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A pre-existing condition is a medical issue that existed before you joined a health fund, or upgraded to a new health insurance policy. Australian health funds generally impose a 12 month waiting period before you can claim on a pre-existing condition, except for psychiatric, rehabilitative or palliative care, which only require a two-month wait.

Are you covered for a pre-existing health condition?

Here are the most important things you need to know about pre-existing conditions in regards to your health insurance policy.

  1. You do not pay more for health insurance because of pre-existing conditions.
  2. Conditions do not need to have been previously diagnosed to be considered ‘pre-existing’.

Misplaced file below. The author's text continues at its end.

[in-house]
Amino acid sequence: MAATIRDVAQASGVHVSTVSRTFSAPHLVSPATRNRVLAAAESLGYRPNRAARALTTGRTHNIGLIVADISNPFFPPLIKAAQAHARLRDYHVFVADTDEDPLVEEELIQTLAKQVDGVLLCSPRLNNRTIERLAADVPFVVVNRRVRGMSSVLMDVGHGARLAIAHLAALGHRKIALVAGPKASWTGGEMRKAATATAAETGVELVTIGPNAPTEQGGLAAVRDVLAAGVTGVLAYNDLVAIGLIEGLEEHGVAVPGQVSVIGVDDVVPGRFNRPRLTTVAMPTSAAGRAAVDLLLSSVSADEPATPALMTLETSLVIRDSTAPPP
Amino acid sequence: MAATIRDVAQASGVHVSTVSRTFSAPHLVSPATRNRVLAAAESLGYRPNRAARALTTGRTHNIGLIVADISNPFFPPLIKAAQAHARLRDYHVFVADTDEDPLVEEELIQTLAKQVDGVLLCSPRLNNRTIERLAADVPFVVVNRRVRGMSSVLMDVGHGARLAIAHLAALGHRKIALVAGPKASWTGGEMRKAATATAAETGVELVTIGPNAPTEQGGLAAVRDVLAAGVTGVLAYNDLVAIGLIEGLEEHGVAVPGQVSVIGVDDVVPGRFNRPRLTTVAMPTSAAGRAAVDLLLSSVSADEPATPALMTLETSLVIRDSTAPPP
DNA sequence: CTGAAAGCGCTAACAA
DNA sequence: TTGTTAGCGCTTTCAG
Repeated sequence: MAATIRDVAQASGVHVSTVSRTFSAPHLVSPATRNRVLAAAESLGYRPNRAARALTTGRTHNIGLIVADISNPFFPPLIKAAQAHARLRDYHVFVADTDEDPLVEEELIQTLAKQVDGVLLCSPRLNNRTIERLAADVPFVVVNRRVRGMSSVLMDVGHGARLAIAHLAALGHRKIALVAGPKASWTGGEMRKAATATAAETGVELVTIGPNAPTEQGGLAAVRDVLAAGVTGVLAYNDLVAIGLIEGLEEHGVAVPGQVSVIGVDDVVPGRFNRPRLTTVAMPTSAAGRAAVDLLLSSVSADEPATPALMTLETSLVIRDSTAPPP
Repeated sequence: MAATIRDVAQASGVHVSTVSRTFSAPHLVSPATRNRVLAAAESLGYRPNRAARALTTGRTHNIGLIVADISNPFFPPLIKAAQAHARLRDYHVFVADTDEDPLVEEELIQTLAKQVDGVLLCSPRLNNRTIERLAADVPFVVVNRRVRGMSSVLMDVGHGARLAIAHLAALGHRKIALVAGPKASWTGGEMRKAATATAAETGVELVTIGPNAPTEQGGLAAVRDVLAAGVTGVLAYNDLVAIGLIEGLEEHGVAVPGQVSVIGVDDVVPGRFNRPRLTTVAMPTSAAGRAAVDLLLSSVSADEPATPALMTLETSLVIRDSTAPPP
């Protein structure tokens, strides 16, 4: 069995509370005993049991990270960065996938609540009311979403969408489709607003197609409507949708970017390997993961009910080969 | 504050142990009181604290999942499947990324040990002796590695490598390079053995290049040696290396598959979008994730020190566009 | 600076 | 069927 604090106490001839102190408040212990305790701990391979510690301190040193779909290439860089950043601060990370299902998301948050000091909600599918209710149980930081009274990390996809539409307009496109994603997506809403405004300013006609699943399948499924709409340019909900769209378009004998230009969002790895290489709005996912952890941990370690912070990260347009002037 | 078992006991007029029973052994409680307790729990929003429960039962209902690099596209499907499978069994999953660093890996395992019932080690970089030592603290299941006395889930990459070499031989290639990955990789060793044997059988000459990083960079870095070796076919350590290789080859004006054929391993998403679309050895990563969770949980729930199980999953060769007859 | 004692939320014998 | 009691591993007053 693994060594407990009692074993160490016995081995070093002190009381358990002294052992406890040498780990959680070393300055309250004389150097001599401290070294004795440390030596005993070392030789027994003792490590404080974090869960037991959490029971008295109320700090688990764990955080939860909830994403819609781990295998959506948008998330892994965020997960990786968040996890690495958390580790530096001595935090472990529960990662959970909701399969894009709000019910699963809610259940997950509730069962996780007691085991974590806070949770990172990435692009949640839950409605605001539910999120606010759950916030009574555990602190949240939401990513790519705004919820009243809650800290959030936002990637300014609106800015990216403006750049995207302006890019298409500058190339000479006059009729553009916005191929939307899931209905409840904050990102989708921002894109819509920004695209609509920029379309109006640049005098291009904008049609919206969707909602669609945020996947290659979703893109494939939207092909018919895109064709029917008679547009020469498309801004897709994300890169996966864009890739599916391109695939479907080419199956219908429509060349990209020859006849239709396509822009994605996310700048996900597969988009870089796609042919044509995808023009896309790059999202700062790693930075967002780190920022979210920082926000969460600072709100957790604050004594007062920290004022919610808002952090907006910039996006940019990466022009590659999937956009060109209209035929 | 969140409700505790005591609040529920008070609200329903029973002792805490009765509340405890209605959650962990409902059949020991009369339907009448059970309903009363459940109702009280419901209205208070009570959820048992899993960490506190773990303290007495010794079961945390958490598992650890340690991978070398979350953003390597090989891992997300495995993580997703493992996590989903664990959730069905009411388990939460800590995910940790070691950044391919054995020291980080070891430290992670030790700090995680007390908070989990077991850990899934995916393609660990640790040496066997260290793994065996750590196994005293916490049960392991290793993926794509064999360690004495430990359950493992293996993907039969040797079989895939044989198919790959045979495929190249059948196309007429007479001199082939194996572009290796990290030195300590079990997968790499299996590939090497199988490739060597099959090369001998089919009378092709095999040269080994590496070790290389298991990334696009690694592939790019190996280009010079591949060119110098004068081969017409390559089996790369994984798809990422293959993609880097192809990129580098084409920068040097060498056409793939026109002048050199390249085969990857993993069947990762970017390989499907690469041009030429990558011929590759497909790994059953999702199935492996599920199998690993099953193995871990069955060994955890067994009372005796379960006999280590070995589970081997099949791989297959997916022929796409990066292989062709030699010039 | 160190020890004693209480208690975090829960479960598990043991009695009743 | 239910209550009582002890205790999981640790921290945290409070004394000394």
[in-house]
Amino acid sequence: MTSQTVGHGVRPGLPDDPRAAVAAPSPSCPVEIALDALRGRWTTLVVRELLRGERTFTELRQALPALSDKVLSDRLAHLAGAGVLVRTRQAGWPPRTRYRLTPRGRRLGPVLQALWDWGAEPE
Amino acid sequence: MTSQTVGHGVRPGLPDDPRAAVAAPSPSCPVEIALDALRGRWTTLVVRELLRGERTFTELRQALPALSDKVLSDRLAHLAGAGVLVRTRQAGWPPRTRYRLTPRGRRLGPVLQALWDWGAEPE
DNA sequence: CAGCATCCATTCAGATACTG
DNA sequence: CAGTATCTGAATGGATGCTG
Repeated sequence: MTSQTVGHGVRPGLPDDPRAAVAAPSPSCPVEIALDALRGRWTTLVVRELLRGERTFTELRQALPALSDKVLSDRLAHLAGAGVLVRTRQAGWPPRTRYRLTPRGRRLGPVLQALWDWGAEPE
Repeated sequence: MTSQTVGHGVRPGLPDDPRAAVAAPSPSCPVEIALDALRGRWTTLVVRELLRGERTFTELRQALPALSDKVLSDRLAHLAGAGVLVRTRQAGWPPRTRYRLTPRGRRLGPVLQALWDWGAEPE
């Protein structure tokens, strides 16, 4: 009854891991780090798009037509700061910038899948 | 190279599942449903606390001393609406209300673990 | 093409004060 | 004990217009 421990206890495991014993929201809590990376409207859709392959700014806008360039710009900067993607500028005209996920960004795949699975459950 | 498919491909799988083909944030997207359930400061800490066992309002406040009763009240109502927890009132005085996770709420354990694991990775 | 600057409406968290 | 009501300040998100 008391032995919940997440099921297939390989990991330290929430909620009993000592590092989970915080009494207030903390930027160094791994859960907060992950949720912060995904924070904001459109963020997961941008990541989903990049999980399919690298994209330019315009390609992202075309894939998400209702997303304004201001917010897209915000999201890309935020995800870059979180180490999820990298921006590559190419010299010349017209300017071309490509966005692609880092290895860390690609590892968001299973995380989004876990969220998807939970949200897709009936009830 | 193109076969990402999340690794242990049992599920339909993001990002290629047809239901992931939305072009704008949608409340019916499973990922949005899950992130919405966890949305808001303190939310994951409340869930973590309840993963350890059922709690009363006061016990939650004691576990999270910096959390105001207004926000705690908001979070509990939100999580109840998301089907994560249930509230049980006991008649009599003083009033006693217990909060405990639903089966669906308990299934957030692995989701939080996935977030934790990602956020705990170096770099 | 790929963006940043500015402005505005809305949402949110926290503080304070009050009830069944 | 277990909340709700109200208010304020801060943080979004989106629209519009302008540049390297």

3. You can seek private treatment for your pre-existing condition following the waiting period without penalty.

What is considered a pre existing condition?

A pre-existing condition is defined as any illness, ailment or condition that existed in the six months prior to joining a health insurance policy.

It is not necessary for a condition to have been diagnosed in order to be considered pre-existing. You and your doctor may not have even been aware of the condition, but if it was there prior to joining your health insurance policy, it will be classified as pre-existing.

However, signs or symptoms should have been reasonably evident in order for this to be considered (i.eevident to you, or to your doctor if you had been medically examined in this 6 month period).